CHINA Bureaucracy can kill like a virus: official

CHINA

Bureaucracy can kill like a virus: official

Global Times

04:51, March 24, 2020

a3a1faf1-10ae-4bd8-8aa3-9d5c7308dc63.jpeg

(Photo: Global Times)

Ye Qing, a deputy director of the Statistics Bureau of Central China's Hubei Province, has been recording the stories in Wuhan for 60 consecutive days since the city was locked down on January 23. 

In his journals, he slammed the bureaucracy and formalism after witnessing the problems in the early stage of the local government's dealing with the outbreak and stressed that bureaucratism can kill people just as the virus, and is more terrible than the virus to some extent. As more efforts have been made to contain the virus, such bureaucracy and formalism have been corrected, but some problems remain.  

Hubei has seen zero new confirmed COVID-19 cases for five consecutive days on Monday, which Ye said could prove that the situation in Wuhan is basically under control. 

"Sixty days have passed since the lockdown and compared to before, we feel much safer and better. The outbreak in Wuhan has been brought under control just like a wild horse has been tamed. The remaining challenge is to make sure all the patients in the hospitals could be treated well, with no more relapses," Ye said. 

However, recent rumors alleged that some communities in Wuhan had found confirmed cases and that Tongji Hospital had confirmed more than 100 cases of COVID-19, which Wuhan government dismissed on early Sunday.

Ye said it is because there are controversies over whether the criteria for new confirmed cases should include relapses and asymptomatic ones. The government said they are not, but worries have been surfacing regarding whether these cases will infect others. It also showed that people's recognition of the criteria is different. It is impossible for the local government to conceal the cases once they are revealed, and the punishment will be very heavy. 

The governments of Hubei and Wuhan have been questioned for failing to pay enough attention to the outbreak in the early stage by still holding the local two sessions, which many believed delayed the province's response to the outbreak. 

Ye, also a provincial political advisor who attended the provincial two sessions from January 11 to 15, said he didn't know how serious the epidemic situation was at that time. During the two sessions, he saw some political advisors from the Hong Kong Special Administrative Region wearing face masks.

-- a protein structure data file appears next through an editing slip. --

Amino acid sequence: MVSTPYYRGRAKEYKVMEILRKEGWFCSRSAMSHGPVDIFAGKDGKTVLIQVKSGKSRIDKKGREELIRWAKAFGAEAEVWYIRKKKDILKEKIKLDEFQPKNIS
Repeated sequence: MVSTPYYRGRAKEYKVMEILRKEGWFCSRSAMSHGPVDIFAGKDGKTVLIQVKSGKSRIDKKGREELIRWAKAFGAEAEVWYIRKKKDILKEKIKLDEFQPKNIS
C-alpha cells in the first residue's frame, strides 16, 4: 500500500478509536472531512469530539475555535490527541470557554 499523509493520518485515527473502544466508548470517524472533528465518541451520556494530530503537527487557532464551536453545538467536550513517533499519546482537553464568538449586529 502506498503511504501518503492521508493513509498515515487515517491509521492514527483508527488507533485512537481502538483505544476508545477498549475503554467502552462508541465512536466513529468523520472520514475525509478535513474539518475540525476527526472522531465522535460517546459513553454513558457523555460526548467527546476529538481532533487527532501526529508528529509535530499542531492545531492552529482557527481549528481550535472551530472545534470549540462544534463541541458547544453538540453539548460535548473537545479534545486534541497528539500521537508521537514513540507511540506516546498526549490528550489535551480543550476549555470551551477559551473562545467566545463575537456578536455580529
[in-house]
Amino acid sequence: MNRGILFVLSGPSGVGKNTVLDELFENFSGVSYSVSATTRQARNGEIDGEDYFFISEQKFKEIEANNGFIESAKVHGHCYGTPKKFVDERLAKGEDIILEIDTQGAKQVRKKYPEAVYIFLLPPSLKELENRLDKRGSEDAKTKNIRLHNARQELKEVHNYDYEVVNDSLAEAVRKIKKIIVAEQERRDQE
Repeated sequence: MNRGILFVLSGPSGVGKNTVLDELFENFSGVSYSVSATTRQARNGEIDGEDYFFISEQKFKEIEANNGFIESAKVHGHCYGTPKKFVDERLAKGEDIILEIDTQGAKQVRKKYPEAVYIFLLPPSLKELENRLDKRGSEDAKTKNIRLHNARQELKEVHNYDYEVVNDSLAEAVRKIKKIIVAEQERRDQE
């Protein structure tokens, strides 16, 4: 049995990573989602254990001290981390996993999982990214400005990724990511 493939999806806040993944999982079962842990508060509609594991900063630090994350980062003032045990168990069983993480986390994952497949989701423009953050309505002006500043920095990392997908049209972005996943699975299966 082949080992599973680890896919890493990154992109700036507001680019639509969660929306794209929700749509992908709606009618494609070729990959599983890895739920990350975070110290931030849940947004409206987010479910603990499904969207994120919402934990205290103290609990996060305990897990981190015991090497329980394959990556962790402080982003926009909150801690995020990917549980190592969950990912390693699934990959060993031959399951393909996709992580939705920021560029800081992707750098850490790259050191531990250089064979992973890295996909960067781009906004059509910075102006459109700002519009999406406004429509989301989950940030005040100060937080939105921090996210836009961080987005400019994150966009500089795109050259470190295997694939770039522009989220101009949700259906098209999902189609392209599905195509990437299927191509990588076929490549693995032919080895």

"Since Hong Kong began to enter the warning period on January 4, they were very cautious and took a risk to come to Wuhan for the meeting. Like many others, I began to realize the seriousness of the epidemic when [China's top respiratory specialist] Zhong Nanshan came to Wuhan and declared that the virus could be transmitted from person to person," Ye said. 

The early response to the epidemic was passive. By the end of December 2019, some medical departments and personnel had obtained information about the virus but they did not pay much attention to that. 

In Ye's Wuhan journals, he mentioned several times that bureaucratism can kill people as much as the virus, and even worse than the virus to some extent. He shared his thought on the tragedy with the Global Times the tragedy in the hotel in Quanzhou, East China's Fujian Province, which was used as a coronavirus quarantine facility but collapsed, causing 29 deaths. 

"A family of five, including three children, died in the accident. They were not killed by the virus, but by bureaucracy and formalism as the investigation showed the hotel had been illegally constructed, which exposed the local government's failure to fulfill their safety responsibilities. The same was true in Wuhan. During the early stage of the outbreak, officials from some hospitals did not allow doctors to wear face masks to avoid causing panic, but other hospitals handled the outbreak much better. Such comparison shows typical bureaucracy," he said. 

Ye said bureaucracy and formalism were a problem, which appeared in hospitals, the public security department and prison administration. But he stressed that it was also related to the process to understand a novel coronavirus. At the early stage, people made bureaucratic mistakes as they did not stick to scientism, and seek truth from facts.

If the communities and supermarkets could be locked down the same day as the city, Ye deemed the situation would have been much better. 

"Zhong Nanshan said in an interview that if the lockdown was implemented five days earlier, it could have saved much of the prevention workload, and once the lockdown was implemented five days later, it increased the workload three times. Why were the leaders in Wuhan and Hubei reshuffled? Because of procrastination in decision-making. They failed to carry out the guidance from the central government efficiently," Ye said.